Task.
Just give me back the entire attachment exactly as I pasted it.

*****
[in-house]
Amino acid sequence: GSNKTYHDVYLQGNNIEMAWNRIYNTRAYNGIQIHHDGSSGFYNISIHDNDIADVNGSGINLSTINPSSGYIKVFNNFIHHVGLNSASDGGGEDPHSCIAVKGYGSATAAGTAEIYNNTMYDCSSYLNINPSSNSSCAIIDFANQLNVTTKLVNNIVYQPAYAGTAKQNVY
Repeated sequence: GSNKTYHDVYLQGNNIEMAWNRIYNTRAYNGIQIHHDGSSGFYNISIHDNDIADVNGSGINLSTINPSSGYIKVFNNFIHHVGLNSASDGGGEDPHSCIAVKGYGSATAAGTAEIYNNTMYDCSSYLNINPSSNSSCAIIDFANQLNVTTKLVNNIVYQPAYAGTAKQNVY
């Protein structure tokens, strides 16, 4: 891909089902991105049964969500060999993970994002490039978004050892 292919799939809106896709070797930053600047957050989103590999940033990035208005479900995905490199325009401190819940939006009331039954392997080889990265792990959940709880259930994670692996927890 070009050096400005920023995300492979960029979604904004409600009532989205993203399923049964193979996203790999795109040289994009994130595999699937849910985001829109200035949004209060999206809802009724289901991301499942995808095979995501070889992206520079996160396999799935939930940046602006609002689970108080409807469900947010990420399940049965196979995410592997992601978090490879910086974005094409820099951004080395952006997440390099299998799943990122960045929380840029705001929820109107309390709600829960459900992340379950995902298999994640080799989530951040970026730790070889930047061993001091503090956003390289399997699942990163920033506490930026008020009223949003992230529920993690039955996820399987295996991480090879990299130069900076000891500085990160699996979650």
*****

[in-house]
Amino acid sequence: GSNKTYHDVYLQGNNIEMAWNRIYNTRAYNGIQIHHDGSSGFYNISIHDNDIADVNGSGINLSTINPSSGYIKVFNNFIHHVGLNSASDGGGEDPHSCIAVKGYGSATAAGTAEIYNNTMYDCSSYLNINPSSNSSCAIIDFANQLNVTTKLVNNIVYQPAYAGTAKQNVY
Repeated sequence: GSNKTYHDVYLQGNNIEMAWNRIYNTRAYNGIQIHHDGSSGFYNISIHDNDIADVNGSGINLSTINPSSGYIKVFNNFIHHVGLNSASDGGGEDPHSCIAVKGYGSATAAGTAEIYNNTMYDCSSYLNINPSSNSSCAIIDFANQLNVTTKLVNNIVYQPAYAGTAKQNVY
């Protein structure tokens, strides 16, 4: 891909089902991105049964969500060999993970994002490039978004050892 292919799939809106896709070797930053600047957050989103590999940033990035208005479900995905490199325009401190819940939006009331039954392997080889990265792990959940709880259930994670692996927890 070009050096400005920023995300492979960029979604904004409600009532989205993203399923049964193979996203790999795109040289994009994130595999699937849910985001829109200035949004209060999206809802009724289901991301499942995808095979995501070889992206520079996160396999799935939930940046602006609002689970108080409807469900947010990420399940049965196979995410592997992601978090490879910086974005094409820099951004080395952006997440390099299998799943990122960045929380840029705001929820109107309390709600829960459900992340379950995902298999994640080799989530951040970026730790070889930047061993001091503090956003390289399997699942990163920033506490930026008020009223949003992230529920993690039955996820399987295996991480090879990299130069900076000891500085990160699996979650």